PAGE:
In an announcement made this past Tuesday, Old Uncle Joe finalized several appointments to openings within the Department of Health and Human Services (HHS). These appointments included a former Democratic state rep who has previously sponsored a piece of legislation that would have sought to declare racism a crisis of public health.
Biden recently appointed one Janine Boyd, a former Democratic state rep from Ohio, to take the seat of director of HHS Region 5 which overlooks Illinois, Indiana, Michigan, Minnesota, Ohio, and Wisconsin. Boyd has been a part of the Ohio legislature since back in 2014 but just chose to resign this path month shortly before the announcement of her appointment.
“Janine R. Boyd is a pediatric speech and language pathologist turned advocate and state legislator. With almost two decades of experience in health and human services advocacy and policy as a government affairs professional, Boyd has been actively involved in Ohio’s state budget process and identifying federal opportunities on behalf of programs that serve the most vulnerable citizens,” stated the White House.
Back in 2020, Boyd managed to cinch her bid for re-election to represent the 9th district of the Ohio House, knocking out her Republican opponent by well over 40,000 votes which equates to almost 87% of the total vote.
Throughout her time as a state rep, Boyd was the sponsor of a bill that would have labeled racism as a public health crisis across the state. She was just one of a sizable group of Democrats that threw support behind HCR6, what first brought up in March of 2021, which would “declare racism a public health crisis.”
This bill argued about systemic racism and tried to advocate for the creating of a “working group” to “support local, state, regional, and federal initiatives that advance efforts to dismantle systematic racism and mitigate exposure to adverse childhood experiences and trauma; incorporate educational efforts to address and dismantle racism and to expand understanding of racism and how racism affects individual and population health.”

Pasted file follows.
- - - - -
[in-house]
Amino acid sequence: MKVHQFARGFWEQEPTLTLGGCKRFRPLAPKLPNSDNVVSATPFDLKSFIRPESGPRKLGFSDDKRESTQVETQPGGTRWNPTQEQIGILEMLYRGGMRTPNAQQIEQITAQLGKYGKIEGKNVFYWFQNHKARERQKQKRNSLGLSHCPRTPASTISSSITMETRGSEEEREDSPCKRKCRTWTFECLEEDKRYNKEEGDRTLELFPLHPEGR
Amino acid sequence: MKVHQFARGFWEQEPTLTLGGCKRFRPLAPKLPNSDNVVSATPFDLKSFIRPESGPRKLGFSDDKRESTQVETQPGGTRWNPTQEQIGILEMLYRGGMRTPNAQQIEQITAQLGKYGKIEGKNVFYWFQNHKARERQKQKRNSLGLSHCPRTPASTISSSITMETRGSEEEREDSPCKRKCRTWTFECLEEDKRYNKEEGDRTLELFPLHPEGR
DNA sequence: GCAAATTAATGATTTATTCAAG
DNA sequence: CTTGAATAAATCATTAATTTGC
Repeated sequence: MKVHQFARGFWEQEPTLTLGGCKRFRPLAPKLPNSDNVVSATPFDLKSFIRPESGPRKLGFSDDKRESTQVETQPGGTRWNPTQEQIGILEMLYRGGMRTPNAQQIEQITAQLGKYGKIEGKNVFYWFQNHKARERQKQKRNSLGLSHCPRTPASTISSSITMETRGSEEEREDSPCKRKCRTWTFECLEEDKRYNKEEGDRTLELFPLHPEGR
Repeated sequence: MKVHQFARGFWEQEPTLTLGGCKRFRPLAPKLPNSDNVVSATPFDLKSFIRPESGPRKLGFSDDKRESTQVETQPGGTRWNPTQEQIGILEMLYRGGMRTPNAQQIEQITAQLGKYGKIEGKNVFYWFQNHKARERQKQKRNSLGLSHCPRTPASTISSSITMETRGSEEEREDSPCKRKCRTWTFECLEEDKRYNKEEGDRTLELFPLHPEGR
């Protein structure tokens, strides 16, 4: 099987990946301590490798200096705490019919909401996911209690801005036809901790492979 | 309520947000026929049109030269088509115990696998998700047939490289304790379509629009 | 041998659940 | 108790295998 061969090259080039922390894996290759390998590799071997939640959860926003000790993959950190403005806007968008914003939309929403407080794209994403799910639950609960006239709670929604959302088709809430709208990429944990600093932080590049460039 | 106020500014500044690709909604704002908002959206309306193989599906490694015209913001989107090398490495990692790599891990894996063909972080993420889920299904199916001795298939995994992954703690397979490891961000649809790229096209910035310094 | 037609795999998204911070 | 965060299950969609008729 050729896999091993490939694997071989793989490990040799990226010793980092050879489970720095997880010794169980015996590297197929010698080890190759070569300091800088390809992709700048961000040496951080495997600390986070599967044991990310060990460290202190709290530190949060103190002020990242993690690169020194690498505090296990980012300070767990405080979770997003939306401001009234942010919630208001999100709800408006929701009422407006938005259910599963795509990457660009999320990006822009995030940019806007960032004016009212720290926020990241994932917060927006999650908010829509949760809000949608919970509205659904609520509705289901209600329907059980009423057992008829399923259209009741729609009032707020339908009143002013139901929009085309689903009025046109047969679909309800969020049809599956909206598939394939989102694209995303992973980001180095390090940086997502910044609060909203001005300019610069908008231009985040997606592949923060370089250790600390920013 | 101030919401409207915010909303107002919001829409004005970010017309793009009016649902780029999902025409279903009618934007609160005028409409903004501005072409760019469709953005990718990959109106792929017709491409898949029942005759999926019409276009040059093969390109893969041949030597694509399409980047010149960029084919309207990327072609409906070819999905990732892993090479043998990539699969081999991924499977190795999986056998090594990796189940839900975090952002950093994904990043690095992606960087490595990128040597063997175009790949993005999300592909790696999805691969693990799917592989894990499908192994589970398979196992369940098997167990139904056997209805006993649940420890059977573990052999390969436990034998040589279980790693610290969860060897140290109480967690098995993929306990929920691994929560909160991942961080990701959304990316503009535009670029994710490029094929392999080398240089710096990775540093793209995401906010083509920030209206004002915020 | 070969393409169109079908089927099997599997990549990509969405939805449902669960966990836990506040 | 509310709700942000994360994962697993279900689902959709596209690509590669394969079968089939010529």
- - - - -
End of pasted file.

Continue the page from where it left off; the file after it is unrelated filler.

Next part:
It also sought to advocate for all assembly members to be “committed to reviewing all portions of the Revised Code with a racial equity lens.”
She also sponsored other pieces of legislation that concerned police body cames, mandating the use of masks during House sessions, criminal justice, election ballot drop boxes, and laws about bail.
This recent announcement from the White House also managed to highlight Boyd’s strict commitment to “the expansion of human rights laws to increase protections for members of the LGBT+ community.”
Back in December of 2020, Boyd issued testimony for a bill that would officially mark the 11th of October as “Coming out Day.”
“By designating this day in the Ohio Revised Code it shows that the General Assembly takes the position that coming out is one of the most courageous acts any LGBTQ+ person makes; that courage counters bigotry, ignorance and fear; and it is an integral part of our collective, continued progress towards full equality,” she stated.
She then went on to conclude, “There are many decisions, tasks, and daily exchanges that heterosexual individuals take for granted such as, holding hand with your partner-a simple expression of love and belonging.”